6Chronicon Ephratense, p. 56.
7From her son's Diary, p. 2.
8Ibid, p. 2.
9Ibid, p. 4.

Residence of Christopher Sower, First and Second [Click for larger image]In the meantime Christopher Sower began to turn longingly to Germantown. The action of his wife was, doubtless, a cause of his desiring to leave the Conestoga country. But why did he return to Germantown? In 1729, Alexander Mack, whom he had known and loved in Europe, came to Germantown. Sower was drawn to him and so in April, 1731, father and son removed to Germantown. He purchased six acres of ground and began the erection of a large house, 60x60 feet, two stories and an attic.10 It was one of the most pretentious residences in Germantown; and stood at what is now 4645-4653 Germantown Avenue, adjoining the still standing and historic old Wistar Mansion.

10Rupp's 30,000 Names, p. 473. This acreage was subsequently largely increased.

Here he took up the "business learned in his youth, that of an optician.11 To this he added the business of clock-maker and apothecary.  His great-great-grandson, the distinguished Philadelphia publisher, Charles G. Sower, has in his house one of the old wall-clocks made by his honored ancestor.  That he was engaged in the apothecary business is beyond question, as we shall see later on.

11Kapp's German-American Book Printing and Book Trade.

In 1738 he secured from Germany a printer's outfit.  It consisted of a press and a small collection of type.  The Brethren and others at Berleburg began as early as 1726 the publication of the now famous Berleburg Bible.12 It was published in eight volumes and was completed in 1742.  The press work was doen by a printer from Strassburg, John Jacob Haug.  This press, says Abraham H. Cassel, was afterwards sent by the Brethren to America and became the property of Christopher Sower.  This is in now way inconsistent with the facts in the case, for there is a record in Berleburg that states that friends in that city had purchased a large press upon which to complete the Bible, and that they had sold their brethren in opinion in Germantown the smaller press used by them up to this time.13 If this is so the old Sower press is historically significant and was really the property of the church until it was given to Sower for his publishing interests.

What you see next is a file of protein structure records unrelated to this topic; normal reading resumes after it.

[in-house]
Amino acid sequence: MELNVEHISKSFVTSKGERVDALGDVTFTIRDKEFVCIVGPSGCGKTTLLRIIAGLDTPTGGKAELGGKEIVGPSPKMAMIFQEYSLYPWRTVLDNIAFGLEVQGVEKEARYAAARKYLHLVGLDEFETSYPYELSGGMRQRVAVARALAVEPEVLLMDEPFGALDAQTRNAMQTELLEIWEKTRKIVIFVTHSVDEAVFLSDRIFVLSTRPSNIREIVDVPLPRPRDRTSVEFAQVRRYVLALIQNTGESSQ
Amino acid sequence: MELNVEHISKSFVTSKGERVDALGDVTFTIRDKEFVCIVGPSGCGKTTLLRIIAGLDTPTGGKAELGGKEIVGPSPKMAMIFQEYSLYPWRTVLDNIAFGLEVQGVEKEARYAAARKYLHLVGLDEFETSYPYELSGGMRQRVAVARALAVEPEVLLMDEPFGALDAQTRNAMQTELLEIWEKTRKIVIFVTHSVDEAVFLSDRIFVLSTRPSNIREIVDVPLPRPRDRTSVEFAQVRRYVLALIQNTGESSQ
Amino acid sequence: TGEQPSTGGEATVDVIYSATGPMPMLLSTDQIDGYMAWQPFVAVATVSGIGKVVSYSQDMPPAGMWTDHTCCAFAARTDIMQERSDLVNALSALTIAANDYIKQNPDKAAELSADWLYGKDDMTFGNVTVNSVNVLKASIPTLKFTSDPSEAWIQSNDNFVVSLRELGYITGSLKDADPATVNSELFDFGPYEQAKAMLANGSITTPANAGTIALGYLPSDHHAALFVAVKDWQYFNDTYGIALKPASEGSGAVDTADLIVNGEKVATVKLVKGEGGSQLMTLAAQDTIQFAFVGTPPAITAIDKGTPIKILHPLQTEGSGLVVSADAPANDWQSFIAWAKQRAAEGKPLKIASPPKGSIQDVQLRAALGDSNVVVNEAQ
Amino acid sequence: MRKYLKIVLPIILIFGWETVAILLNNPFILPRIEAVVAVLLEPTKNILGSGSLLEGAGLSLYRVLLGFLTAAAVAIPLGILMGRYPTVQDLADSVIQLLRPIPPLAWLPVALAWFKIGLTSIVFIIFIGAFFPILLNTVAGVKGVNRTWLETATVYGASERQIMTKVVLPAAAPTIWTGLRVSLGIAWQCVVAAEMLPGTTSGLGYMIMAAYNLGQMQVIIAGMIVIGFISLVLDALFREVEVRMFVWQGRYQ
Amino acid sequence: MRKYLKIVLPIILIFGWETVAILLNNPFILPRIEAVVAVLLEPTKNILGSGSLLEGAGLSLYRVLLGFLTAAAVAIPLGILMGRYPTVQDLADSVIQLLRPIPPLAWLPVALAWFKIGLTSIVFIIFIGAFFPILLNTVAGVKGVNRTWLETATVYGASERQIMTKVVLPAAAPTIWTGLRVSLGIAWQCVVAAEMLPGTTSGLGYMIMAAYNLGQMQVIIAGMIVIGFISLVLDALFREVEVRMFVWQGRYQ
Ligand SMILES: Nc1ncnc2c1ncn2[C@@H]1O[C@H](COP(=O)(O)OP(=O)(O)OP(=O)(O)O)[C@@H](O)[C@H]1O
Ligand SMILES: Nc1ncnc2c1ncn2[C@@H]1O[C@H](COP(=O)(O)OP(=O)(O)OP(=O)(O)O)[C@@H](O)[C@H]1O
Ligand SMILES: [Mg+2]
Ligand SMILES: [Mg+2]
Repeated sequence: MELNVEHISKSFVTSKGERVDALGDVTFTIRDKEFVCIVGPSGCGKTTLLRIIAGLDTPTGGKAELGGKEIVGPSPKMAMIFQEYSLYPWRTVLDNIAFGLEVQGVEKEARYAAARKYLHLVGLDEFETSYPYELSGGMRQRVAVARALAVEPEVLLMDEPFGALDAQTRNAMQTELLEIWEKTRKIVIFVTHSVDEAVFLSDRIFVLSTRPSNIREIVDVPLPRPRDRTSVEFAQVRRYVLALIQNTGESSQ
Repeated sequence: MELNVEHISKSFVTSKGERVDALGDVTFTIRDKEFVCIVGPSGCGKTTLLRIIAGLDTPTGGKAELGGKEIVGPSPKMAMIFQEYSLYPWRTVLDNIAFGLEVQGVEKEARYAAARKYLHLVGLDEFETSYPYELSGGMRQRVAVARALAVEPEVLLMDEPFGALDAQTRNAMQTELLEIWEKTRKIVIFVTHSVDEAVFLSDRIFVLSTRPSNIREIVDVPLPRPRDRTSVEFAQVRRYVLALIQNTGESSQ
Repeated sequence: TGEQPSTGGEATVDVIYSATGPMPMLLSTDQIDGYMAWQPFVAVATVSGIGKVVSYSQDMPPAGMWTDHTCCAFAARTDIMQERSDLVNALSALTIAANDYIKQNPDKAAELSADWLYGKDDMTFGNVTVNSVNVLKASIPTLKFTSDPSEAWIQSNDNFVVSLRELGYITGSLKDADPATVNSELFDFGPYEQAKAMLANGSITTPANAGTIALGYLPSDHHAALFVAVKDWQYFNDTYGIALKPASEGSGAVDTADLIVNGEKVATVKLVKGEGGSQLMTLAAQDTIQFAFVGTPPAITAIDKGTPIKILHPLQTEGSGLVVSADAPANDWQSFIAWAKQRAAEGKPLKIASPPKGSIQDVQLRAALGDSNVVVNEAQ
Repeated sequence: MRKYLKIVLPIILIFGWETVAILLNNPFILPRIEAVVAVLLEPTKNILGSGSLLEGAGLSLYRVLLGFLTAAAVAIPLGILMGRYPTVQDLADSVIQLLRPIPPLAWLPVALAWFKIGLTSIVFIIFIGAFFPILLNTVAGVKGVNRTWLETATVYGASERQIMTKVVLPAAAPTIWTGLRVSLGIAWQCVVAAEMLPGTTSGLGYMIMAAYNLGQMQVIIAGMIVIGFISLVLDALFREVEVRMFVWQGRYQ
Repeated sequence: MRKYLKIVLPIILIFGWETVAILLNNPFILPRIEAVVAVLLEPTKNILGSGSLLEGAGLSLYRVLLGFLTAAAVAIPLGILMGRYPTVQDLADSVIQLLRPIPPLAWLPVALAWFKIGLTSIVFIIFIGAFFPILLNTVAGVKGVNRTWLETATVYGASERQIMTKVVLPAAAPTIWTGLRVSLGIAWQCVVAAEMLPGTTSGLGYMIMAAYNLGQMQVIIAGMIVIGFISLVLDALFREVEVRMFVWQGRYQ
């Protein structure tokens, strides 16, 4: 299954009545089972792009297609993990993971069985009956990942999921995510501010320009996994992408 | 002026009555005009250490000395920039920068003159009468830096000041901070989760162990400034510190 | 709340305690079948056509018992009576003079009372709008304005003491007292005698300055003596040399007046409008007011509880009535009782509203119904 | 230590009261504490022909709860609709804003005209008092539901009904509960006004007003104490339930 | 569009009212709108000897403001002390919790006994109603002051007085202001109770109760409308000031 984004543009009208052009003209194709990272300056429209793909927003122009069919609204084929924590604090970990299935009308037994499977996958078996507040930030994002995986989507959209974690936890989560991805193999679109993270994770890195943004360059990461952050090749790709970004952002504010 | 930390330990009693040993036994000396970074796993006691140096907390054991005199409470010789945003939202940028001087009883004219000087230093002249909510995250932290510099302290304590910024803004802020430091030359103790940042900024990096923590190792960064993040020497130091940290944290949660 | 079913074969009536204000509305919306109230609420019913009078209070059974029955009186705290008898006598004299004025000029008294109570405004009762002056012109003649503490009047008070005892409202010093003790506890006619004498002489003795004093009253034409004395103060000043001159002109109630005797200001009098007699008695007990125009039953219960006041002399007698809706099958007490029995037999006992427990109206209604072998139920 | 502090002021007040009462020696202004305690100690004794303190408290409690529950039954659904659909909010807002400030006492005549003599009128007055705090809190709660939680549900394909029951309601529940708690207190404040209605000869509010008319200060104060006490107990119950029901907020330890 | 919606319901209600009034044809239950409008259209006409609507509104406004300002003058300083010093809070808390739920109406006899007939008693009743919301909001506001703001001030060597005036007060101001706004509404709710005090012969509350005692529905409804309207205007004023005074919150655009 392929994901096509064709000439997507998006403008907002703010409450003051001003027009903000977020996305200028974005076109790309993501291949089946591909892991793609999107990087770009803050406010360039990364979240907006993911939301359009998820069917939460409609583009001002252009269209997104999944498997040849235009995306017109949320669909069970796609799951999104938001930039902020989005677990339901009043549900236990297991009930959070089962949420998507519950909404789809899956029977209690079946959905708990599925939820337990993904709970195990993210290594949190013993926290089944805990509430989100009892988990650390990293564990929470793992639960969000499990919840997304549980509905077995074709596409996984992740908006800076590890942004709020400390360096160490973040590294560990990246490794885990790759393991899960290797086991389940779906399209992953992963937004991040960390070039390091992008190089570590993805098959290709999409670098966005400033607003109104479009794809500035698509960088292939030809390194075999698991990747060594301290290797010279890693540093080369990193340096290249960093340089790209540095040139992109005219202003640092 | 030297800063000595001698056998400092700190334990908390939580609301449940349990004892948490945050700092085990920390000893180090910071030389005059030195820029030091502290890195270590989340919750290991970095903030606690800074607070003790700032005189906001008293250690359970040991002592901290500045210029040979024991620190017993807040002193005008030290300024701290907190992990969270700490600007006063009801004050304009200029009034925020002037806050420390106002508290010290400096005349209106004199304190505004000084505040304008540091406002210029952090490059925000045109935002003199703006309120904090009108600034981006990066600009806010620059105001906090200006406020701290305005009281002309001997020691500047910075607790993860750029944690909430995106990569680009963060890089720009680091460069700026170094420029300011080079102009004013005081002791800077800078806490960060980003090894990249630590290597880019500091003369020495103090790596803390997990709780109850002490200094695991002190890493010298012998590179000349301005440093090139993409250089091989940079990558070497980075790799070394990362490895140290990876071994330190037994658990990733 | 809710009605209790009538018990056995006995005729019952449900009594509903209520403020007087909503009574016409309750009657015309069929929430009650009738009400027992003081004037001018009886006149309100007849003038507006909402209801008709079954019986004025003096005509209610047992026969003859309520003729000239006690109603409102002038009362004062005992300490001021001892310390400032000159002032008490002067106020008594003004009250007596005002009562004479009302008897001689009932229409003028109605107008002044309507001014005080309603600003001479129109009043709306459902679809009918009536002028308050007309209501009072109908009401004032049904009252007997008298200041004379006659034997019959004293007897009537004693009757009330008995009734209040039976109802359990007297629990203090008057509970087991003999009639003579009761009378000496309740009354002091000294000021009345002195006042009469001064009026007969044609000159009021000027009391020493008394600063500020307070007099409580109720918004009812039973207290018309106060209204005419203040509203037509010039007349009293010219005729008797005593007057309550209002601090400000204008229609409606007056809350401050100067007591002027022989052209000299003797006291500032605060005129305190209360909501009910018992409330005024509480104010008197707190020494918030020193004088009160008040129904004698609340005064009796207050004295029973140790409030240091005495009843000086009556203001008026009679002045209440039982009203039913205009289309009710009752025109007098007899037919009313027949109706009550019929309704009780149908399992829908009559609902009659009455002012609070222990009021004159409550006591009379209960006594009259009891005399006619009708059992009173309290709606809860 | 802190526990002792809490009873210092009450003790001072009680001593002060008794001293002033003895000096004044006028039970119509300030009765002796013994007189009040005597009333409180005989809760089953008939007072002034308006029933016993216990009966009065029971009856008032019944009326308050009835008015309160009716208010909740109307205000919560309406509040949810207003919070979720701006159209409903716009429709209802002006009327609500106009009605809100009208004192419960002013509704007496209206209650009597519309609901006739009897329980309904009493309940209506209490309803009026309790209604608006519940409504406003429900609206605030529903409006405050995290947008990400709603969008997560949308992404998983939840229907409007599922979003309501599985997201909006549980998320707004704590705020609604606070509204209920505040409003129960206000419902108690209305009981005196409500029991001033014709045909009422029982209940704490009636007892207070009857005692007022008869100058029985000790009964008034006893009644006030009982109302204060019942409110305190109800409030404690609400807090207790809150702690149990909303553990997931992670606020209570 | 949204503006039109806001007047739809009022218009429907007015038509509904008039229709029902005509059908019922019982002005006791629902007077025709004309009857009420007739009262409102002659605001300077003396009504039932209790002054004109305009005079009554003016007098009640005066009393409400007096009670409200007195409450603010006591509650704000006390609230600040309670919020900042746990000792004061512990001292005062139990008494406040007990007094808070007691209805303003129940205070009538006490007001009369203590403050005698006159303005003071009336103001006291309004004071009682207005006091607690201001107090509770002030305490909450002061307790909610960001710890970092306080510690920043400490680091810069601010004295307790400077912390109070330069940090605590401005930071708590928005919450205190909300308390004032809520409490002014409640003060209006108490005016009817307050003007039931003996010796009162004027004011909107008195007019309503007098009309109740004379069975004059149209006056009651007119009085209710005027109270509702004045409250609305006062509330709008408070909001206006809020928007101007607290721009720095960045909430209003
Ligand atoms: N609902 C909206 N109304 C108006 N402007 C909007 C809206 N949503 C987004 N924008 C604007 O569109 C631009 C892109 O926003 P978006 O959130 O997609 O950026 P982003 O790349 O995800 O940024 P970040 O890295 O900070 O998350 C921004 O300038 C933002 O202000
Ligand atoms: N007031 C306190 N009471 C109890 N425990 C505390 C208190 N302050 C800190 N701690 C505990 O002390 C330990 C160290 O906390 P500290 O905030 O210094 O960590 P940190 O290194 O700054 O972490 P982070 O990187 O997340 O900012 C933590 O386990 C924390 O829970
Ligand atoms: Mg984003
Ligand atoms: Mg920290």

12Alexander Mack and other Brethren contributed liberally to the fund for the publication of the Bible.
13Kapp's German-American Book Printing and Book Trade.

Sower Printing Press [Click for larger image]Upon it also, the first volumes of the Berleburg Bible were printed.  This Bible was much prized by the early Brethren, and those who could afford it brought copies to America or had them imported.  The copy that belonged to Christopher Sower, still in excellent preservation, is now in the

14There is also a copy in the library of Mt. Morris College.

library of Juniata College.14 Sower was the agent for the sale of the Berleburg Bible in America.

 

And now, in 1738, began the most marvelous activity on the part of Christopher Sower.  His press at once turned out an A B C and spelling book "to be used by all religious without reasonable hesitation."15 In August of the same year appeared "The High-German American calendar for the year 1739."  This Almanac, the first German one, published in America, was issued annually by Sower, his son, and his grandson, for forty-nine years.  These almanacs were circulated from New York to Georgia.  It is related that a farmer, named Welker, from above Sunnytown, consulted his almanac, found it promised fair weather, loaded his wagon, and started for Philadelphia.  On the way it began to rain.  Welker was angry.  He denounced the "weather book" and decided to stop at Sower's place in Germantown and give him a severe reprimand for publishing such lies.

15This book is noted by Seidensticker in The First Century of German Printing in America as belonging to 1738 or '39. Kapp says 1738.

Sower listened to his harangue and then meekly replied, "Friend, be not thus angry, for although I made the Almanac, the Lord Almighty made the weather.